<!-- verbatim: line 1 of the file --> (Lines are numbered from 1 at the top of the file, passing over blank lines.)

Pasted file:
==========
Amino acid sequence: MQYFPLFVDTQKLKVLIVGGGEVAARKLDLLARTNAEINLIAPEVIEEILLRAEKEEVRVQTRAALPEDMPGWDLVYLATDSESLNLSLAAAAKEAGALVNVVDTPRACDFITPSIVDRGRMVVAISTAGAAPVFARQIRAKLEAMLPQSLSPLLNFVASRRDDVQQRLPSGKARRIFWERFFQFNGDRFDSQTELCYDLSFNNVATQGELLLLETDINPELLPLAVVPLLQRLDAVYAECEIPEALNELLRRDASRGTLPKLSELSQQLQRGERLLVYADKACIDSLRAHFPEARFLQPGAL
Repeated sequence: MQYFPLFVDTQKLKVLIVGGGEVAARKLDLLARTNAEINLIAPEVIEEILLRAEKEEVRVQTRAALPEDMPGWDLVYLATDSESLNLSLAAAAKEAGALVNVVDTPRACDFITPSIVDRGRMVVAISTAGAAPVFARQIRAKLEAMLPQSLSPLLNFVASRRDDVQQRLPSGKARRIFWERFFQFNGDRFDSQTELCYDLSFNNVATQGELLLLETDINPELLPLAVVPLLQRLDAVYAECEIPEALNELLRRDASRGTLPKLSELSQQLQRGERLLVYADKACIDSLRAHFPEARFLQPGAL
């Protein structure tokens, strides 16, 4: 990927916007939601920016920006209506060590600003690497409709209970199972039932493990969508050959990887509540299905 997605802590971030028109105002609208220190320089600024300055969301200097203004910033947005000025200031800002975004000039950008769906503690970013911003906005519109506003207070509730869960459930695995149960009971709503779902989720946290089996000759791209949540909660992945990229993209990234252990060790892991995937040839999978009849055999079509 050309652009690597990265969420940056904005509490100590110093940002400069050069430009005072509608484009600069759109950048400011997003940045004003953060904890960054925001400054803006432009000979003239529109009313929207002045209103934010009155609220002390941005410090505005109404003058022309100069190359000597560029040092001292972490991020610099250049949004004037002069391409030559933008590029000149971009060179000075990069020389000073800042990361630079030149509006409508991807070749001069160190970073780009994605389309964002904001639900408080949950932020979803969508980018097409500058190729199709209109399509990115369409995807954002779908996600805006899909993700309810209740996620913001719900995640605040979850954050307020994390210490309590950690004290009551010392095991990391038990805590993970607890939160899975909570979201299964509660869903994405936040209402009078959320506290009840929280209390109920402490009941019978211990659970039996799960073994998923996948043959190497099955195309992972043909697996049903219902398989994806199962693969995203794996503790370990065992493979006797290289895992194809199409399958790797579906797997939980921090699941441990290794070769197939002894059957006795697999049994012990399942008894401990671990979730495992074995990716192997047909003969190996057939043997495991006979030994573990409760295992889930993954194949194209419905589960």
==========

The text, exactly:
Amino acid sequence: MQYFPLFVDTQKLKVLIVGGGEVAARKLDLLARTNAEINLIAPEVIEEILLRAEKEEVRVQTRAALPEDMPGWDLVYLATDSESLNLSLAAAAKEAGALVNVVDTPRACDFITPSIVDRGRMVVAISTAGAAPVFARQIRAKLEAMLPQSLSPLLNFVASRRDDVQQRLPSGKARRIFWERFFQFNGDRFDSQTELCYDLSFNNVATQGELLLLETDINPELLPLAVVPLLQRLDAVYAECEIPEALNELLRRDASRGTLPKLSELSQQLQRGERLLVYADKACIDSLRAHFPEARFLQPGAL